Neoadjuvant Chemotherapy in Patients with Stage IV Colorectal Cancer: A Comparison of Histological Response in Liver Metastases, Primary Tumors, and Regional Lymph Nodes
We report the histopathological results of a novel “inversed” strategy designed to manage patients with colorectal cancer (CRC) who have synchronous liver metastases by using chemotherapy first, liver surgery second, and resection of the primary tumor as a final step. This study was designed to compare the response to chemotherapy in liver metastases, primary tumors, and locoregional lymph nodes.
Twenty-nine patients with stage IV CRC received a combination of oxaliplatin, irinotecan, 5-fluorouracil, and leucovorin (OCFL) for 3–4 months. Histological response to chemotherapy was assessed by using a tumor regression grading (TRG) score based on presence of residual tumor cells and extent of fibrosis.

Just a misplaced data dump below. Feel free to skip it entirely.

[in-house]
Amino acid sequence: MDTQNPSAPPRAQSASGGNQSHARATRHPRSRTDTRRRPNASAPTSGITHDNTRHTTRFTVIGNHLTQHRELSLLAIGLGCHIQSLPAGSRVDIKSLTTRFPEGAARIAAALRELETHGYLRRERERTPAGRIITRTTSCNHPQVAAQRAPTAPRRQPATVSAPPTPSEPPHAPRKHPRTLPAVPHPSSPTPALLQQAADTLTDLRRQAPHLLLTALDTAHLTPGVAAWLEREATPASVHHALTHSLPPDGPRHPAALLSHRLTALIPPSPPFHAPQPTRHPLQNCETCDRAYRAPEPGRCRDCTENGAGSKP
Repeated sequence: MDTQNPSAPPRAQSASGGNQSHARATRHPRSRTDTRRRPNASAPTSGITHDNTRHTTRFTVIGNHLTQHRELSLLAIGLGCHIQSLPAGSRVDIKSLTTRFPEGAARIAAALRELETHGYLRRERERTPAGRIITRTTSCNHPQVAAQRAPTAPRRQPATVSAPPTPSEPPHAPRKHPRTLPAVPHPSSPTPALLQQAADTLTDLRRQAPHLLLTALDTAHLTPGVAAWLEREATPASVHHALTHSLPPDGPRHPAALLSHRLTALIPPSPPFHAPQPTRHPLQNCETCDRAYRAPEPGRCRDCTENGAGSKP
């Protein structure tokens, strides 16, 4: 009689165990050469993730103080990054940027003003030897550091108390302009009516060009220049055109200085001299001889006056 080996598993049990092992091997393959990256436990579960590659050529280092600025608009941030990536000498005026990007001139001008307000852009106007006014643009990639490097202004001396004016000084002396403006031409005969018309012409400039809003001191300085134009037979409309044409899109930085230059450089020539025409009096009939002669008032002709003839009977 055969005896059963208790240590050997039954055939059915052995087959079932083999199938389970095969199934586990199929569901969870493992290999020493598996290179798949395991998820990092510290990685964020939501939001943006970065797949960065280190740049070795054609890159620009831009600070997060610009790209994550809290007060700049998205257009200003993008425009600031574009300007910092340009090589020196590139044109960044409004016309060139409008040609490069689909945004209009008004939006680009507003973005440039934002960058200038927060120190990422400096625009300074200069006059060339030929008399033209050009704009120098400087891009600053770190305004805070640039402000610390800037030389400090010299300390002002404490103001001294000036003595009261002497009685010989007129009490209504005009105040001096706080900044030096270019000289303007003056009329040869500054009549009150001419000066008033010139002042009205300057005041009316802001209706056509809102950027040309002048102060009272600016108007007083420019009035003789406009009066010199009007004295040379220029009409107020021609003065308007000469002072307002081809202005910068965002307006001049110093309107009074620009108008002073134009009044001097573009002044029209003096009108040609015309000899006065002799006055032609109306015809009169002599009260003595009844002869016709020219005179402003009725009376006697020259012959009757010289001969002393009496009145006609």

Median age of patients was 56 (range, 37–69) years. Primary tumor location was right colon (n = 5), left colon (n = 7), and rectum (n = 17 patients). TRG scores correlated across disease sites (Spearman correlation coefficients for TRG in the primary tumor and lymph nodes was 0.59 [P = 0.005]; for the primary tumor and metastases 0.44 [P = 0.021]; and for lymph nodes and metastases 0.58 [P = 0.006]). Complete absence or poor tumor response (TRG4/5) was significantly more frequent in primary tumors (35.7%) and locoregional lymph nodes (38%) than in liver metastases (6.9%; McNemar test, P = 0.02). Two patients had a complete pathologic response (pT0N0M0).
In patients with stage IV colorectal cancer, liver metastases exhibit a better histological response than primary tumors to OCFL neoadjuvant chemotherapy.
KeywordsLiver Metastasis Irinotecan Oxaliplatin Liver Resection Complete Pathologic Response
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